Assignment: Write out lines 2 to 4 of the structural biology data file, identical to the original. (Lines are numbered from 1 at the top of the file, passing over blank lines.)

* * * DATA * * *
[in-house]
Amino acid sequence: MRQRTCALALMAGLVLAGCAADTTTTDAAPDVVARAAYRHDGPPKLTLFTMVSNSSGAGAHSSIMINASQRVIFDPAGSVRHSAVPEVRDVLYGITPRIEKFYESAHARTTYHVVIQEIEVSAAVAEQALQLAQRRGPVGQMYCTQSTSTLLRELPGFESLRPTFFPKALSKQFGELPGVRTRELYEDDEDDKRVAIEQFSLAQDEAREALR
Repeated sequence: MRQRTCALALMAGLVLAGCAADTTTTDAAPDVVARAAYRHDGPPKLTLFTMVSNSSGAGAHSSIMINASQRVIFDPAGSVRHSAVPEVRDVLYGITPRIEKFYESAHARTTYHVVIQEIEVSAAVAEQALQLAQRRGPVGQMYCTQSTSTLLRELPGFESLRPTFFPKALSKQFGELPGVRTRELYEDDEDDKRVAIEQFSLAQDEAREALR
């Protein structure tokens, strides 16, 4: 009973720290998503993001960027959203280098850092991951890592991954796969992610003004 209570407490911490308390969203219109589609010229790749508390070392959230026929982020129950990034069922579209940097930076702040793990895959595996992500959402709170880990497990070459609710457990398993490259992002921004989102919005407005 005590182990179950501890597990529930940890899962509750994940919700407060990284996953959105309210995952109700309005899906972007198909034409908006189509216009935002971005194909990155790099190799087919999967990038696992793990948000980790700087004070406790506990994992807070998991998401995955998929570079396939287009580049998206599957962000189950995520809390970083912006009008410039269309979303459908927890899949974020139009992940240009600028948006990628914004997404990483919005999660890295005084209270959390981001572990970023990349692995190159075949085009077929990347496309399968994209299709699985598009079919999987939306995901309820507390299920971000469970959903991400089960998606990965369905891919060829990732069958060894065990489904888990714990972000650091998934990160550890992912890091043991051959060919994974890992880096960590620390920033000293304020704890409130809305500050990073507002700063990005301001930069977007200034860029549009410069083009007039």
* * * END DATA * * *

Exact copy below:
Amino acid sequence: MRQRTCALALMAGLVLAGCAADTTTTDAAPDVVARAAYRHDGPPKLTLFTMVSNSSGAGAHSSIMINASQRVIFDPAGSVRHSAVPEVRDVLYGITPRIEKFYESAHARTTYHVVIQEIEVSAAVAEQALQLAQRRGPVGQMYCTQSTSTLLRELPGFESLRPTFFPKALSKQFGELPGVRTRELYEDDEDDKRVAIEQFSLAQDEAREALR
Repeated sequence: MRQRTCALALMAGLVLAGCAADTTTTDAAPDVVARAAYRHDGPPKLTLFTMVSNSSGAGAHSSIMINASQRVIFDPAGSVRHSAVPEVRDVLYGITPRIEKFYESAHARTTYHVVIQEIEVSAAVAEQALQLAQRRGPVGQMYCTQSTSTLLRELPGFESLRPTFFPKALSKQFGELPGVRTRELYEDDEDDKRVAIEQFSLAQDEAREALR
């Protein structure tokens, strides 16, 4: 009973720290998503993001960027959203280098850092991951890592991954796969992610003004 209570407490911490308390969203219109589609010229790749508390070392959230026929982020129950990034069922579209940097930076702040793990895959595996992500959402709170880990497990070459609710457990398993490259992002921004989102919005407005 005590182990179950501890597990529930940890899962509750994940919700407060990284996953959105309210995952109700309005899906972007198909034409908006189509216009935002971005194909990155790099190799087919999967990038696992793990948000980790700087004070406790506990994992807070998991998401995955998929570079396939287009580049998206599957962000189950995520809390970083912006009008410039269309979303459908927890899949974020139009992940240009600028948006990628914004997404990483919005999660890295005084209270959390981001572990970023990349692995190159075949085009077929990347496309399968994209299709699985598009079919999987939306995901309820507390299920971000469970959903991400089960998606990965369905891919060829990732069958060894065990489904888990714990972000650091998934990160550890992912890091043991051959060919994974890992880096960590620390920033000293304020704890409130809305500050990073507002700063990005301001930069977007200034860029549009410069083009007039």